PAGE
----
Presentation Title

Investigating the Interaction Between Bisphenol-S and Human Serum Albumin Using Affinity Capillary Electrophoresis

Format of Presentation

Poster to be presented the Friday of the conference

Abstract

Bisphenol S (BPS) has been identified as a suitable subsitute to bisphenol A (BPA) due to its high stability and other features. Recent studies have shown that BPS might have a similar effect as BPA by acting as a potential endocrine-disrupting chemical with a harmful effect on human and animal health. Exposure to BPS has a negative effect on the reproductive, endocrine and cardiovascular system. Human serum albumin (HSA) is the most abundant protein in the human blood plasma and is involved in the transport of various fatty acids, hormones and other molecules around the body. Due to its function and abundance, it is the Ideal protein for the study of the health implications of the new substitute (BPS).

This study aims to determine the interaction between BPS and HSA using affinity capillary electrophoresis (ACE) and nuclear magnetic resonance (NMR) spectroscopy. From the changes in migration time at different concentrations of the additive (HSA), ACE will yield a binding constant that represents the strength of the interaction. A similar study is done using NMR spectroscopy. A change in the chemical shift upon the addition of increasing concentration of BPS is modelled to calculate the binding constant and give an indication of the strength of interaction. The result of this interaction study will provide more information on the health effects of BPS.

Department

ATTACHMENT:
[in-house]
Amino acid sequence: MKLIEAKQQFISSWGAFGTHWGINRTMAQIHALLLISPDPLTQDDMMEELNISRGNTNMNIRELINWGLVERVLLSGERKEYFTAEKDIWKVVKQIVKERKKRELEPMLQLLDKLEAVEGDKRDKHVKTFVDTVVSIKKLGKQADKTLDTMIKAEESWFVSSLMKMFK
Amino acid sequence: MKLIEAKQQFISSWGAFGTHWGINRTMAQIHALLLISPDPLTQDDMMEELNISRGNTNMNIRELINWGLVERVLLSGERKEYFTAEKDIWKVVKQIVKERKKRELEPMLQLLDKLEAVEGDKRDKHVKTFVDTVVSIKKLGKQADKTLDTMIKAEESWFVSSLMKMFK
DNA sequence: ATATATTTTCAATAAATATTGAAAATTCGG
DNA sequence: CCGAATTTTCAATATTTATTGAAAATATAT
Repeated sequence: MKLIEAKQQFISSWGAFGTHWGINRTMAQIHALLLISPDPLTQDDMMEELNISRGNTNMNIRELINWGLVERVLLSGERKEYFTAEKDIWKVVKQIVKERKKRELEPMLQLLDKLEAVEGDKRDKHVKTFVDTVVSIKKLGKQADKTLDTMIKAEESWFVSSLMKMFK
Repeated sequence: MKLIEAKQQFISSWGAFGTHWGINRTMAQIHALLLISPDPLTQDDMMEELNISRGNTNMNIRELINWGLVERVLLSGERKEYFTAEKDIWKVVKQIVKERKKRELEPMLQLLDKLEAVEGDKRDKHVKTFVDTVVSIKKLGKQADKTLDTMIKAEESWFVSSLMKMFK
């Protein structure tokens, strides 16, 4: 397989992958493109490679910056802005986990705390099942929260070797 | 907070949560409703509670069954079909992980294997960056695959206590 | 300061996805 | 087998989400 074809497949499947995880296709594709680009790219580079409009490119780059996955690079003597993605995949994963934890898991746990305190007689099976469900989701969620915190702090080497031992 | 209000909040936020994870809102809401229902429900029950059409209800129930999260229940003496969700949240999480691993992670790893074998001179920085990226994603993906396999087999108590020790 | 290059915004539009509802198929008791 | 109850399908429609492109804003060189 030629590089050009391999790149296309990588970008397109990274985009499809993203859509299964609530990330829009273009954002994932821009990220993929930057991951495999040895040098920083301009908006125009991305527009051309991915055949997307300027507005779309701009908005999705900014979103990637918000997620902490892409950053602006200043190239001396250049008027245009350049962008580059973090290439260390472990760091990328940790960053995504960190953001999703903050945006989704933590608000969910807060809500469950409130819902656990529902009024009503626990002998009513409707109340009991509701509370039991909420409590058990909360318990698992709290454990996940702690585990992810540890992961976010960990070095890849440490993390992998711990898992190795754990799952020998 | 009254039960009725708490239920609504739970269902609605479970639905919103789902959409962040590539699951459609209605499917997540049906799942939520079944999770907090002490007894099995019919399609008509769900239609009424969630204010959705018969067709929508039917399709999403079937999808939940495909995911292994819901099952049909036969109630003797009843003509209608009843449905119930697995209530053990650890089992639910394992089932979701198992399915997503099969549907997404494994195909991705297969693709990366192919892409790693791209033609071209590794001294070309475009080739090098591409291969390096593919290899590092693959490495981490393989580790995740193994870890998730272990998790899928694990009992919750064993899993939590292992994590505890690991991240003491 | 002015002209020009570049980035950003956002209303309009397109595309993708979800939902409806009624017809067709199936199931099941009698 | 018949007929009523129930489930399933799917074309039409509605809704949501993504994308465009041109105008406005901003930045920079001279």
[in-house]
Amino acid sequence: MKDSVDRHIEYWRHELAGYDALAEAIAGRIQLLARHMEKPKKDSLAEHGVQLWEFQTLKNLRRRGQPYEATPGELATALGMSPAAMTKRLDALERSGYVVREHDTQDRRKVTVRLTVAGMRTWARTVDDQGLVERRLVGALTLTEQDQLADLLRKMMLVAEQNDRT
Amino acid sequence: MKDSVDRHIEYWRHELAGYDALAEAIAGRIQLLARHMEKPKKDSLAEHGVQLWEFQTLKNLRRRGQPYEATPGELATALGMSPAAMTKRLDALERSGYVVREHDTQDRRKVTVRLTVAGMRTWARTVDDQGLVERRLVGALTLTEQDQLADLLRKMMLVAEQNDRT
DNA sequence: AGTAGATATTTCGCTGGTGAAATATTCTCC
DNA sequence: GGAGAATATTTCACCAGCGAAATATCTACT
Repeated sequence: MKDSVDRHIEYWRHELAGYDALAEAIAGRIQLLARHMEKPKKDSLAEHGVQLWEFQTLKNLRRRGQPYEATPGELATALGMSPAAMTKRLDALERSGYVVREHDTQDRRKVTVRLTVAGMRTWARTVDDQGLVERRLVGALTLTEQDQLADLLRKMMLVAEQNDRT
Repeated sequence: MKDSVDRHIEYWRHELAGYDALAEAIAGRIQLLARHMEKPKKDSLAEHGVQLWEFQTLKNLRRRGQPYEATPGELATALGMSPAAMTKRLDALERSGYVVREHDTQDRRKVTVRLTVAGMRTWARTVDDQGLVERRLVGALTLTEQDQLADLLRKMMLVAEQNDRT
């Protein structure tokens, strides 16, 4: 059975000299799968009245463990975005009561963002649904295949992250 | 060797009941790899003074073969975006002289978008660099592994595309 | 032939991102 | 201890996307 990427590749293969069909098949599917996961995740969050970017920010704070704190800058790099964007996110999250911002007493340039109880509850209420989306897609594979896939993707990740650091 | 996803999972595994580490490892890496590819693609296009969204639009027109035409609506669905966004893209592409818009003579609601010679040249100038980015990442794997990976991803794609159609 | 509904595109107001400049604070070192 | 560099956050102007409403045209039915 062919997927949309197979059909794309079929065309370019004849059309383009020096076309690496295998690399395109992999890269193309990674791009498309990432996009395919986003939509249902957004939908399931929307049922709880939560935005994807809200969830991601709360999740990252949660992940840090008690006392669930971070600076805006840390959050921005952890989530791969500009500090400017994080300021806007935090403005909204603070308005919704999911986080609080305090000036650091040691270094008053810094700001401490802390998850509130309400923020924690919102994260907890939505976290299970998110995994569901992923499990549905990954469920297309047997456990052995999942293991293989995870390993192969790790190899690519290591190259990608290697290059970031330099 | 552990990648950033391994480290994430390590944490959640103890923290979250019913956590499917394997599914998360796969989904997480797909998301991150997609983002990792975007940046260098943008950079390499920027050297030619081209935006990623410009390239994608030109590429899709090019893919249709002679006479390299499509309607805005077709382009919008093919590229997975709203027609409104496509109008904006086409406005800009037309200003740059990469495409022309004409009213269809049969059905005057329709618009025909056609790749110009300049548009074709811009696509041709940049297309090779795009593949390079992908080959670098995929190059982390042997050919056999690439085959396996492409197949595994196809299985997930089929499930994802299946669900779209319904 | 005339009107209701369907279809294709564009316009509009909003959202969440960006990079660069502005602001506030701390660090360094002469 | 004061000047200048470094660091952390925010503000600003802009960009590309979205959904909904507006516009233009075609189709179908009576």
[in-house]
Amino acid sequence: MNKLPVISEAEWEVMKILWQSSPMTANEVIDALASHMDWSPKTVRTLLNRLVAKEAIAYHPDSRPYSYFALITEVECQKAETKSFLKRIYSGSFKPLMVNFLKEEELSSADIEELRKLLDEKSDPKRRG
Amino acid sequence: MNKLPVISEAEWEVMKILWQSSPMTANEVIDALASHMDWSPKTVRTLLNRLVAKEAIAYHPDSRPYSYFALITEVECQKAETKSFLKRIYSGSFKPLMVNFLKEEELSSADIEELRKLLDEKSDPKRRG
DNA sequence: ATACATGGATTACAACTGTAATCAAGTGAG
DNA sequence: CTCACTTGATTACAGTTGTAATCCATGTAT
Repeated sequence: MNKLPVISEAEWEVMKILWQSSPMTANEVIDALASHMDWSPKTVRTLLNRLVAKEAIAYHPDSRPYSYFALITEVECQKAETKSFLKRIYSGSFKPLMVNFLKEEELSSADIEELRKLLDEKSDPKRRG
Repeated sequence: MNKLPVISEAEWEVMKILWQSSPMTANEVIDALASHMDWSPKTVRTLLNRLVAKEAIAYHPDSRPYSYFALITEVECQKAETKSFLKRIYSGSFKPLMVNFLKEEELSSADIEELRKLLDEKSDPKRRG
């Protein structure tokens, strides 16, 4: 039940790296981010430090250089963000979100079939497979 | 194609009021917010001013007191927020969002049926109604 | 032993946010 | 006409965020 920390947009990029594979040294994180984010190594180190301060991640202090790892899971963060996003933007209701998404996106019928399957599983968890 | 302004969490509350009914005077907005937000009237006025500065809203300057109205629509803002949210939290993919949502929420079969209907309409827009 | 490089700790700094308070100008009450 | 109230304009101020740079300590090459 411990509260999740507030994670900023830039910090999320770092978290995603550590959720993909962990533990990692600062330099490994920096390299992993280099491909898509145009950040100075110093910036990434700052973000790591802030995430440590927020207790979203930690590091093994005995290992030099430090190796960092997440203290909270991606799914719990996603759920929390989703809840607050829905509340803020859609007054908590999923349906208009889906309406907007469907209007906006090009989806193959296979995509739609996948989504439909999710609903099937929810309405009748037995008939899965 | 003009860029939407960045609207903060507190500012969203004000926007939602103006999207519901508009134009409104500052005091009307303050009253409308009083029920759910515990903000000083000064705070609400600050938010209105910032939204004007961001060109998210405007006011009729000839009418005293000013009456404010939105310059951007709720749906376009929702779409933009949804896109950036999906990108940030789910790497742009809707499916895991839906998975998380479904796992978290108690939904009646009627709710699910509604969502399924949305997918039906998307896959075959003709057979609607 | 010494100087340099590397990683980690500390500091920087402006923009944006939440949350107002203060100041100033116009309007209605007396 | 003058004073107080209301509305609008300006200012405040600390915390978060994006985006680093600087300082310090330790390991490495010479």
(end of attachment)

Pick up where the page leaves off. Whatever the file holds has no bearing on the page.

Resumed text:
Chemistry

Faculty Advisor

Kingsley Donkor

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Investigating the Interaction Between Bisphenol-S and Human Serum Albumin Using Affinity Capillary Electrophoresis

Bisphenol S (BPS) has been identified as a suitable subsitute to bisphenol A (BPA) due to its high stability and other features. Recent studies have shown that BPS might have a similar effect as BPA by acting as a potential endocrine-disrupting chemical with a harmful effect on human and animal health. Exposure to BPS has a negative effect on the reproductive, endocrine and cardiovascular system. Human serum albumin (HSA) is the most abundant protein in the human blood plasma and is involved in the transport of various fatty acids, hormones and other molecules around the body. Due to its function and abundance, it is the Ideal protein for the study of the health implications of the new substitute (BPS).

This study aims to determine the interaction between BPS and HSA using affinity capillary electrophoresis (ACE) and nuclear magnetic resonance (NMR) spectroscopy. From the changes in migration time at different concentrations of the additive (HSA), ACE will yield a binding constant that represents the strength of the interaction. A similar study is done using NMR spectroscopy. A change in the chemical shift upon the addition of increasing concentration of BPS is modelled to calculate the binding constant and give an indication of the strength of interaction. The result of this interaction study will provide more information on the health effects of BPS.